Hey Fellow Developers, Content is Our Problem Too

Writing content is hard, having the courage to stare down and conquer a blank Word document has always escaped me  -  at least until recently. But I’ve always had great admiration for anyone who does this sort of writing on regular basis. I’ve had many flirtations with writing, creative or otherwise, in the past myself but very few in which I’ve seen any tangible or fruitful results. I’ve long given up on artfully crafting that screenplay I started nearly two decades ago at this point (watch out Matt Damon and Ben Affleck).

In my day-to-day work as a front-end developer, I’m sometimes confronted with the struggles entailed in either gathering or writing content. More often than not, it’s a struggle of waiting — waiting for finished content once I’ve already started or nearly completed work on a website. Usually when I’m confronted with this, my mind always wanders back to this tweet by web standards advocate and pioneer, Jeffrey Zeldman:

“Content precedes design. Design in the absence of content is not design, it’s decoration.”

Sometimes I feel like I’ve become more of an expert at decorating rather than the actual work or thought of design. One would think that there’s nothing more integral to the web than the written word (I guess the typed word in this case). No design system, not even the latest greatest JavaScript framework or agile strategy, can save you if there’s no substantive content or even a roadmap to create that content from the start.

But who am I kidding? I’ll freely admit that I could be part of the problem too. I’m usually more than willing to skip ahead to the “fun” part of decoration or of learning and applying new development skills, rather than doing my part in the thoughtful work of defining and crafting messaging. From the largest paragraph to the smallest caption, to even the text on a button, these are all probably more important decisions than that of CSS animations or JS trickery.

Maybe a little strategy could help? I’ve felt like I’ve been hearing about content strategy for nearly a decade but never actually seen it practiced in real life. It always seemed like something to aspire to, but in reality it’s harder to pull off because of the constraints of time and resources. As Kristina Halvorson put it in her seminal December 2008 A List Apart article, “The Discipline of Content Strategy”:

“Stop pretending content is somebody else’s problem. Take up the torch for content strategy. Learn it. Practice it. Promote it. It’s time to make content matter.”

This is all a roundabout way to say that I can sympathize with the difficulty that anyone has when trying to generating content for a website. The struggle is real, but creating content is all of our problems, all the way from front-end to back-end. It’s high time we help to make these things easier not only for other but ourselves as well. Because the words that we all too often copy and paste between opening and closing tags matter too.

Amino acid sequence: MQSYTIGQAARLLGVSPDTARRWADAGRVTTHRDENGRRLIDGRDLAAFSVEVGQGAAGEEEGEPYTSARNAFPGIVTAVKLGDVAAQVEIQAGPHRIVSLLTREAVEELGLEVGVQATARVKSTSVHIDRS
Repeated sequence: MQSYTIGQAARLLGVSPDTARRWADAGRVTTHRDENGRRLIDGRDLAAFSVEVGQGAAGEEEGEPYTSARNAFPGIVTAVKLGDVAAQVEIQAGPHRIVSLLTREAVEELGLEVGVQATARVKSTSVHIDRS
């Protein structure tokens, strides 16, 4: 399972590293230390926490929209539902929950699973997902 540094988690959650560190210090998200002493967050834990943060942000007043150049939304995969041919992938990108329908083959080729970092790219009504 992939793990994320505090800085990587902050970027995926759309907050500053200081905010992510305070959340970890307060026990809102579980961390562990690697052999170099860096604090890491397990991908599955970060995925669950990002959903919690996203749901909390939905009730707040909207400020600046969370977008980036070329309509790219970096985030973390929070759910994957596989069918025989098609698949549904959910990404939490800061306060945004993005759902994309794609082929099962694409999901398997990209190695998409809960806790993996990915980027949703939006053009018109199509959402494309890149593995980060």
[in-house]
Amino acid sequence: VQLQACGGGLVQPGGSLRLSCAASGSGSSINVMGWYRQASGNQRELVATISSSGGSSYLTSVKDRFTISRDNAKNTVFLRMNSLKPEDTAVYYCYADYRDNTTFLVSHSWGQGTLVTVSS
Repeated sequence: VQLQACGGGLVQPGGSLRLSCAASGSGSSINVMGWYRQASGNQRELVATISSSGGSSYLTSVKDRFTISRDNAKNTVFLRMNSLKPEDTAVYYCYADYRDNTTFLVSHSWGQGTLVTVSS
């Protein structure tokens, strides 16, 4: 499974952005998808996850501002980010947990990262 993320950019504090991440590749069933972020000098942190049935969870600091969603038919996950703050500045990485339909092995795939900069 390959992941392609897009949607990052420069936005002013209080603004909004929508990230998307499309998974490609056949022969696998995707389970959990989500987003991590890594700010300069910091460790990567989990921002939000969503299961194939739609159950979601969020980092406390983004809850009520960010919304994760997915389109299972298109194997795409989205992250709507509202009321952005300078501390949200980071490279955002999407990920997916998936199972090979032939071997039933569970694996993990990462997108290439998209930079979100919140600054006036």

So where do we start? You might be starting from scratch or refining an existing set of content and the task seems big, because it is — no pressure though. It might be especially difficult when you’re dealing with a realm of content that is out of your of expertise or something that has to be overly technical. There’s the addition work of learning, then understanding, and applying those concepts that may seem like a foreign language to you.

Oh, then there’s the part where you have to make that writing not only appropriate for the subject matter but also engaging. If that old adage, “Nobody reads the web,” is true, well then, we better make it something worth reading. Or at the very least we should make it worth skimming, which is probably what most of us are doing, let’s be honest. My Instapaper account has becoming a graveyard full of all of those important long-form think pieces that I thought I was going to get around to reading but still haven’t. Fingers crossed, this one is among the tombstones in your Instapaper. I’m guessing not, oh well.

So where do we start? If another old adage is true then, “Write what you know,” and go from there. It’s important that your content is relevant and meaningful, but most importantly is your tone of voice, not at all jargon-y and if it needs to be technical at least make it conversational. This could be your only small window of opportunity to connect to someone looking for some more information or, God forbid, potential customers.

One of my goals this coming year is to heed my own advice and start doing some of the heavy lifting of content strategy and creation myself. Even if you are not a natural writer or even just feel uncomfortable with the thought of writing, that shouldn’t stop you from trying. Any contribution you make, no matter how small, will improve the final product whatever that might be.

Okay pep talk over; I feel better now, how about you?

squareglu